Understandably, we liberty-minded folks are depressed about Rand Paul having to suspend his campaign in the Republican primary. He represented our best shot at reshaping the Republican Party in our image and having a liberty-minded president by 2017.
However, it’s important not to lose perspective. We may have lost this battle, but we’re still winning the war. We can still win this. Time is on our side.
The United States is still trending libertarian. Not in policy, but in the opinions held by the majority of people. Trust in government has reached historic lows. New technologies and cultural phenomena, ranging from social media, to 3D printing, to Kickstarter, to Uber are continually decentralizing our society and empowering individuals to create and be heard. People have more powerful ways than ever before of becoming politically informed.
The evidence of the effect this decentralization has upon our society is evident in the difference between Rand Paul’s supporters and everyone else. Rand Paul’s supporters are some of the most vocal political advocates on social media. Paul has more Facebook likes than Cruz or Rubio, and he was a consistent winner in online polls not yet “adjusted” for demographics. In Iowa, Paul won 13% of the under-age-40 vote, but only 2% of everyone else. The divide here is clearly between the young and those too old to adjust to new technologies.
The way in which Rand Paul was sidelined in the GOP primary makes it very clear that the Republican Party cannot be a vessel for anything radically new. This party is overwhelmingly dominated by the elderly, the hateful, and the out-of-touch. Indeed, Ted Cruz’s message appeals to their base more than Rand Paul’s because of how similar it is to Donald Trump’s hateful rhetoric. The reason these two win in the Republican Party is the same reason they cannot win the general public. Remember, the goal is not to keep the Republicans in power, regardless of how badly they mistreat us! If the Republicans want our votes, they have to earn it by nominating a real libertarian, like Rand Paul. If Cruz becomes president, a real libertarian has no shot in that party until 2024 at the earliest!
For Liberty to truly succeed, we need to build a new coalition, not burdened by Republican baggage. Any attempt to compromise our values in order to gain more supporters will only be seen as “selling out.” The Democratic Party works because it is united around a single principle: Government should have an active role in improving our lives. We need to build a party round the principle that we’re better off when the government leaves us alone. There is an existing party that is united around this principle:
The Libertarian Party.
If the trends are ever in our favor, then why hasn’t the Libertarian Party even come close to winning a major election yet? Well, it’s because of the “lesser of two evils” hypothesis. This hypothesis suggests that even if we agree with a 3rd party more, we always have to vote for one of the two major parties, because they’re the only ones who have a chance of winning, and it’s better to vote for the lesser evil than “throw away your vote” on a 3rd party. However, your odds of swinging an election between the two giants are astronomically small. For your vote for the Democrats or the Republicans to truly matter in a presidential election, you would have to live in a purple state, that purple state would have to swing on a single vote, and the electoral college would have to swing on that one state. Your vote truly doesn’t matter.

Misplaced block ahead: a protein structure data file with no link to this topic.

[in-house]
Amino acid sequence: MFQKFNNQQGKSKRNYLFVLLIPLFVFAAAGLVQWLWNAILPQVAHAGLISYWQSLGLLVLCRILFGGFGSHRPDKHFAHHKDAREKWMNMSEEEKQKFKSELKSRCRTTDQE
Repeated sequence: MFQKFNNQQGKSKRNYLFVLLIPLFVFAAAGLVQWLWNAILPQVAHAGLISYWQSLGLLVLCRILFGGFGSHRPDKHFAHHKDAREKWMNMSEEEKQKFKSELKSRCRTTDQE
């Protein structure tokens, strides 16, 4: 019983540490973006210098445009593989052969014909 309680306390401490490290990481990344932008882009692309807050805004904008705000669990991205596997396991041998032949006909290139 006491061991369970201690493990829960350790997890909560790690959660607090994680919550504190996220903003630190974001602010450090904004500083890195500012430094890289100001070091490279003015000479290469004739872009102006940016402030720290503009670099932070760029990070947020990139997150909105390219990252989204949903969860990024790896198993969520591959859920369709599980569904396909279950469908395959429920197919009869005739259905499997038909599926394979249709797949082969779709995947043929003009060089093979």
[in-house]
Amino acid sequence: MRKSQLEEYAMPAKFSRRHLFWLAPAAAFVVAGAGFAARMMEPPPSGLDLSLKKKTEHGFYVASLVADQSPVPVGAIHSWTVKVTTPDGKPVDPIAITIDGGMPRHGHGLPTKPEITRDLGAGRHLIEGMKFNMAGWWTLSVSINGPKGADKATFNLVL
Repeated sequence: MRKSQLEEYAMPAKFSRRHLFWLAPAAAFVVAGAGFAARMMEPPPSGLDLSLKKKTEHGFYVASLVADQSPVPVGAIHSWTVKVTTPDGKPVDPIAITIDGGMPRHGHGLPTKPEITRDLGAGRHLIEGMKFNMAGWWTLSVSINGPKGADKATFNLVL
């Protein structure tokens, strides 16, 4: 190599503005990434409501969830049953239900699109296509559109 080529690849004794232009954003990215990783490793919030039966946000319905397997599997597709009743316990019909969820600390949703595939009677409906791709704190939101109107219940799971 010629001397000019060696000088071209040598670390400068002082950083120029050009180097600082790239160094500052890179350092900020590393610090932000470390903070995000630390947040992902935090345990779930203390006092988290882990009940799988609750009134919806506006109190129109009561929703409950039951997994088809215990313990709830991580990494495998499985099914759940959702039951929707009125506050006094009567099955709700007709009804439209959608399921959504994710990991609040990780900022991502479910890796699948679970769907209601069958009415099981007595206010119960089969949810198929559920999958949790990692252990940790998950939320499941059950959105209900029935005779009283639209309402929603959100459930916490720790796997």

That is, unless you vote 3rd party. You see, 3rd parties desperately need each and every vote they can get. For the Libertarian Party, every vote has a significant chance of pushing them above the symbolic 1% threshold. Every vote pushes them ever closer to the 5% they would need to be included in the national debates. Every vote gives them a higher chance of being declared a “spoiler” for one of the two major parties.
But if we “spoil” the election, isn’t that a bad thing? Well that depends…is media attention a bad thing for a young, unknown political party trying to break out?
We can learn something from Donald Trump’s unexpected success. He broke out in the Republican primary by harnessing the “outrage factories” inherent in some of our new forms of media. By saying obviously outrageous things, he ensured that people rushing to express their hatred for him would dominate every single second of airtime in the political coverage around the country (and indeed, even around the world to some extent). When you’re trying to make a name in politics, as in show business, no publicity is bad publicity.
So here’s how we win:
- Support the Libertarian Party.
- The Libertarian Party starts looking like a spoiler in the polls.
- The Republicans, outraged at their potential loss, complain about the Libertarian Party.
- Stand strong! Give no ground! Let everyone know that the Liberty Coalition resides within the Libertarian Party. They can join it, but we’re not leaving it.
- Impressed by the unshakable principles of the Libertarian Party, more than 5% of voters begin supporting them.
- Mostly so the other parties can try to knock us down and steal our voters, the Libertarian Party is allowed in the national debates for the first time.
- The major parties’ scheme backfires.
- The Libertarian Party surpasses the Republicans in support.
- A national political realignment occurs, in which voters are divided by whether they are libertarian or authoritarian, rather than “liberal” or “conservative.”
- The Libertarian Party wins.
There’s no telling how much of this can be accomplished within the time frame of a single election campaign. But no matter how long it takes, remember that our movement is a growing flame, and we can no longer be ignored. As said by Mahatma Gandhi:
First they ignore you.
Then they laugh at you.
Then they fight you.
Then you win.